As hilarious as I found the hoaxes, the authors are serious academics and the book so far reflects that.
 

daftandbarmy

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Tcm621 said:
I'm reading Cynical Theory by Helen Pluckrose and James Lindsay.
https://www.amazon.ca/Cynical-Theories-Scholarship-Everything-Identity_and/dp/1634312023

In it they chart how Postmodern thought morphed into today's Theory (capital emphasized) as applied in Critical Race Theory, Queer studies, Postcolonial studies, intersectionality, Whiteness studies and other Social justice studies. The compare the contrasts between classical postmodern thought and their new progeny as well as the differences and inconsistencies between various offshoots. I'm only about a 10th of the way in but they have done a good job breaking down the history and the philosophical foundations of that have led to books like White Fragility and movements like BLM.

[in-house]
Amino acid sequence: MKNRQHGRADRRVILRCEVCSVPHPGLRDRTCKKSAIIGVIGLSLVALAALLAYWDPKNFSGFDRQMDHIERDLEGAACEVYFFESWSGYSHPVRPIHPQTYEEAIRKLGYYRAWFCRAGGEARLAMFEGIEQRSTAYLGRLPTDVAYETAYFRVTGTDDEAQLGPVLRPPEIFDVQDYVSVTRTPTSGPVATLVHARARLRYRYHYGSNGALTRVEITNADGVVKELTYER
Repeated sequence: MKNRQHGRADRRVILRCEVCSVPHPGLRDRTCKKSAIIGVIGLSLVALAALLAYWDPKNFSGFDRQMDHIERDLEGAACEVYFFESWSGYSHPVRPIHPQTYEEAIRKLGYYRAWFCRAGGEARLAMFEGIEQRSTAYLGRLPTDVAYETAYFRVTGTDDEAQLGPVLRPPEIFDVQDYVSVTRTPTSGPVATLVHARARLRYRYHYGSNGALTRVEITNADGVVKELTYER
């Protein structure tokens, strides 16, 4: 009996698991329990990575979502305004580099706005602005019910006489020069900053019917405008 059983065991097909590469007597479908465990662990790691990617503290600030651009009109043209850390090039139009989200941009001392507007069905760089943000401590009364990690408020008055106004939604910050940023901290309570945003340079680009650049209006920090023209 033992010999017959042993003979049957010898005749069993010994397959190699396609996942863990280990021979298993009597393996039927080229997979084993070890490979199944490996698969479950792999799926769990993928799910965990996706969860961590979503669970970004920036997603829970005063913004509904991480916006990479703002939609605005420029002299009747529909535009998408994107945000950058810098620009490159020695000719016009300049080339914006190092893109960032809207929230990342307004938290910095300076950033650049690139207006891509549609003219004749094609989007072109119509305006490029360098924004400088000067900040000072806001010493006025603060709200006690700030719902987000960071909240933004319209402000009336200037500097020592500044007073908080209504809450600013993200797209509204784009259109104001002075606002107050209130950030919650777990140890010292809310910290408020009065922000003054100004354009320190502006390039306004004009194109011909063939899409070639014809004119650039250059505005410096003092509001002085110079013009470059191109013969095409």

For those of you that follow these things, you may remember that Pluckrose and Lindsay, along with Peter Boghossian, were the authors of a number of hoax papers accepted for publication, and in some cases actually published, with titles like "Human reactions to rape culture and queer performativity at urban dog parks in Portland, Oregon" (published in Gender, Place and Culture) and "Our Struggle is My Struggle: Solidarity Feminism as an Intersectional Reply to Neoliberal and Choice Feminism" (accepted by Affilia: Journal of Women and Social Work but unpublished by the time the hoax was revealed). The latter was a Feminist re-write of Mein Kampf.

As hilarious as I found the hoaxes, the authors are serious academics and the book so far reflects that.

In other words: Femi-nazis? :)
 

Eye In The Sky

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I'm looking forward to the book on my *Next* list;  pre-orderd it back in August and have had it on my Clara since mid-Sept.  I ended up deciding to start it around the time-change end Oct.  I really enjoyed both The Pillars of the Earth and A Column of Fire...